Perhaps the most popular job among Westerners living in Japan is Assistant Language Teacher (ALT) at a public school.

Anyone who has worked as an ALT before could likely write a book on their observations of Japanese students and all the crazy things they say (or, as is often the case, don’t say) in and out of the classroom. But have you ever stopped to think about how your students are observing you?

A thread on Japanese message board site 2channel titled “Things that often happen in junior high school English” offers some humorous insight.

A list of the “observations,” accompanied by a bit of interpretation from a former junior high school ALT (yours truly), follows below:

1. Everyone is too embarrassed to try and pronounce words with “th” (and so everyone says “za” instead).
2. Told not to use “Pardon?” when asking to have something repeated, even though it’s in the text book (because who actually uses ‘pardon’ like that in everyday conversation?) .
3. “Oops!” (One of the many exclamations students pick up from TV. See also: “Oh mai gah!”).
4. No one actually “repeats after me.”
5. “Open the textbook!”
6. There’s always some person who incessantly uses the newly-learned English right after class.
7. Doing literal translation. Only practicing vocabulary words.
(translated as “don’t touch the dug-up potatoes!”, a famous phrase that Japanese people use to remember “what time is it now.” Run “掘った芋をいじるな” through a text-to-speech translator to see if you can catch the similarities!)
9. Being forced to watch “Top Gun” or “Footloose.”
10. Someone always pronounces “Monday” as “mondai
(which means ‘problem’).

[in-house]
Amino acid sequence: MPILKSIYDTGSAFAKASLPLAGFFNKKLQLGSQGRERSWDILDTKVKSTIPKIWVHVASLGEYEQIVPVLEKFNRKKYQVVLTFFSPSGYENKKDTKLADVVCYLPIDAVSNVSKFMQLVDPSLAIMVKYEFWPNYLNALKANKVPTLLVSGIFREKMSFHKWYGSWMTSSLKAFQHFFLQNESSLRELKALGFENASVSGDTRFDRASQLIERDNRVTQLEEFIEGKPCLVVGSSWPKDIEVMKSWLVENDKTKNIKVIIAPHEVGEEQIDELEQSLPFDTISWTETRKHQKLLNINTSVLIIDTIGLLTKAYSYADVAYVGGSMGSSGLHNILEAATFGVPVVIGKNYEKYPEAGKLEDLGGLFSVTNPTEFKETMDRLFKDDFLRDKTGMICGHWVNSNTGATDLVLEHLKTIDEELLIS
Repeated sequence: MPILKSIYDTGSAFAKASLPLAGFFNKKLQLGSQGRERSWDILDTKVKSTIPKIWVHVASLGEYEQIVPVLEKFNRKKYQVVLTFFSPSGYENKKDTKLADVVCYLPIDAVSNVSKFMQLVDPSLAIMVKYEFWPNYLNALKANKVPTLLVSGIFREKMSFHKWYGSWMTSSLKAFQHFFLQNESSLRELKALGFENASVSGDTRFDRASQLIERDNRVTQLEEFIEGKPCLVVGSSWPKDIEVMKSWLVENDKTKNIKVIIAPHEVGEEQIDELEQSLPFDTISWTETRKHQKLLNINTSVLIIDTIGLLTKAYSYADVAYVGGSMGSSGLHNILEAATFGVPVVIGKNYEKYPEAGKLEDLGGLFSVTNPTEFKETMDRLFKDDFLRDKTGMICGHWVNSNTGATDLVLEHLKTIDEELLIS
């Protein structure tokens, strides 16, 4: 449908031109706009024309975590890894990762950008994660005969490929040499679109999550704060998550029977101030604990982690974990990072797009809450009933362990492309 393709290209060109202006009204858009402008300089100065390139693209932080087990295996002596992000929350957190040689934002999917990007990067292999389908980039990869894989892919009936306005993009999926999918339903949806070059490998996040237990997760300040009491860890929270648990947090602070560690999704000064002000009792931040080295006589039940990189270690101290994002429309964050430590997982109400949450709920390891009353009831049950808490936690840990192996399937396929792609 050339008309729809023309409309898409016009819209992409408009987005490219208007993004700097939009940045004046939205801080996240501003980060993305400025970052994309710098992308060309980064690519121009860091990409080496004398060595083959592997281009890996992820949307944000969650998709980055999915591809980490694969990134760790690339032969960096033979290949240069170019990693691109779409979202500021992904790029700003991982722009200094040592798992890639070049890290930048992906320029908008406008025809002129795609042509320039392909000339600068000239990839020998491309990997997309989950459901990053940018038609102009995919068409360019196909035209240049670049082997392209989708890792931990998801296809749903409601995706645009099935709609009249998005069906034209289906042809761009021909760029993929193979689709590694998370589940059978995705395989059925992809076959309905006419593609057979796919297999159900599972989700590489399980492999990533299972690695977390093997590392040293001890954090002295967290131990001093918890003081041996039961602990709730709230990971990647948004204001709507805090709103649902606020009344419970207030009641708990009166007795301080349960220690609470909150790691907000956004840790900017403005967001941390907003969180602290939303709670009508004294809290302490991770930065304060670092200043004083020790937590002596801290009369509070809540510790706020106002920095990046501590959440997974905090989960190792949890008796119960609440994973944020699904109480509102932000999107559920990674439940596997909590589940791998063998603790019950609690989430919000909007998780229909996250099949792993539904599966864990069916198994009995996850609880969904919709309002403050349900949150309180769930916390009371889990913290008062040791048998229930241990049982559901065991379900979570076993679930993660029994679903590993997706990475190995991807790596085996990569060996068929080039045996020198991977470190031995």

11. Textbooks chronicling the adventures of Ken, Kumi, Meilin and Mukami. (and don’t forget Ratna!)
12. The black person in the textbook never says anything of any importance.
13. “A: Is this an apple? B: No, it isn’t. It’s a dog.”, and other conversations that no one actually has.
14. Teaching SVO (subject-object-verb) and other crap no one understands.
15. “By the way,”
16. Phrases like “Oh my foot!” catching on at school.
17. Conversing in English even though everyone is Japanese.
(Apparently this is strange to Japanese students in an English class.)
18. The Japanese teacher can’t speak enough English to actually teach it.
19. The Japanese teacher doesn’t even try and talk to the ALT.
20. The Japanese teacher’s pronunciation is so bad that even the ALT has no idea what they’re saying.
21. An awkward sense of distance between the ALT and the Japanese teacher.
22. The ALT responding to boys messing around and telling dirty jokes in class with “Haa, you’re crazy!” followed by a forced smile.
23. The Japanese teacher’s English pronunciation is irritating.
24. The Chinese kid that speaks English even though he’s in Japan. I’m talking about you, Wang Ming!
25. The class clown abusing the phrase “Shut up!”
26. The kid who’s back in Japan after living abroad has better English than the teacher.
27. Sending a teacher from the UK even they teach American English.

And there you have it! While surely not an exhaustive list, it does prove that the kids aren’t completely spacing out during class.

▼ Emma and Wang Ming (New Crown) discuss racial differences